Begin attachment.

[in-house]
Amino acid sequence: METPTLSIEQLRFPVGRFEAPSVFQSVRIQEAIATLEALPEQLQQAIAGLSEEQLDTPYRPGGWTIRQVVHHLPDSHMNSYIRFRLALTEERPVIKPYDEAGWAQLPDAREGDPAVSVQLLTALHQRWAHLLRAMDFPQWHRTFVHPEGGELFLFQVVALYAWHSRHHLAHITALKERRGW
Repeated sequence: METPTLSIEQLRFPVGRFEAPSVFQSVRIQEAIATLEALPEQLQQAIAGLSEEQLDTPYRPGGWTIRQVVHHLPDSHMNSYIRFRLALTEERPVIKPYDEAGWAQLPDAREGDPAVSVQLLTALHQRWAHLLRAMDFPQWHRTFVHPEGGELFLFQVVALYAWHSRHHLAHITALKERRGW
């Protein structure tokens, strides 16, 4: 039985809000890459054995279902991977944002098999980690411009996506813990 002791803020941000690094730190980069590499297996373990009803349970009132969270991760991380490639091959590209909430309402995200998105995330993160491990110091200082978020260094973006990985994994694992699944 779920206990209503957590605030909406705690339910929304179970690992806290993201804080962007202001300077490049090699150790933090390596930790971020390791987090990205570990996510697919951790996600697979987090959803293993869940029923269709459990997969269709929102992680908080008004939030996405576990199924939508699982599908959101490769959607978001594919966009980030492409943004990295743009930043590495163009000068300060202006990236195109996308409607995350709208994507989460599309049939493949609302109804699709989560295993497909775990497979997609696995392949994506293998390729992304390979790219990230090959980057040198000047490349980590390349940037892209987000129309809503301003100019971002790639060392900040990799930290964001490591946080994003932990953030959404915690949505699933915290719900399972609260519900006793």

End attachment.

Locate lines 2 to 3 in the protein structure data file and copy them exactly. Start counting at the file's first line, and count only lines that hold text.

Amino acid sequence: METPTLSIEQLRFPVGRFEAPSVFQSVRIQEAIATLEALPEQLQQAIAGLSEEQLDTPYRPGGWTIRQVVHHLPDSHMNSYIRFRLALTEERPVIKPYDEAGWAQLPDAREGDPAVSVQLLTALHQRWAHLLRAMDFPQWHRTFVHPEGGELFLFQVVALYAWHSRHHLAHITALKERRGW
Repeated sequence: METPTLSIEQLRFPVGRFEAPSVFQSVRIQEAIATLEALPEQLQQAIAGLSEEQLDTPYRPGGWTIRQVVHHLPDSHMNSYIRFRLALTEERPVIKPYDEAGWAQLPDAREGDPAVSVQLLTALHQRWAHLLRAMDFPQWHRTFVHPEGGELFLFQVVALYAWHSRHHLAHITALKERRGW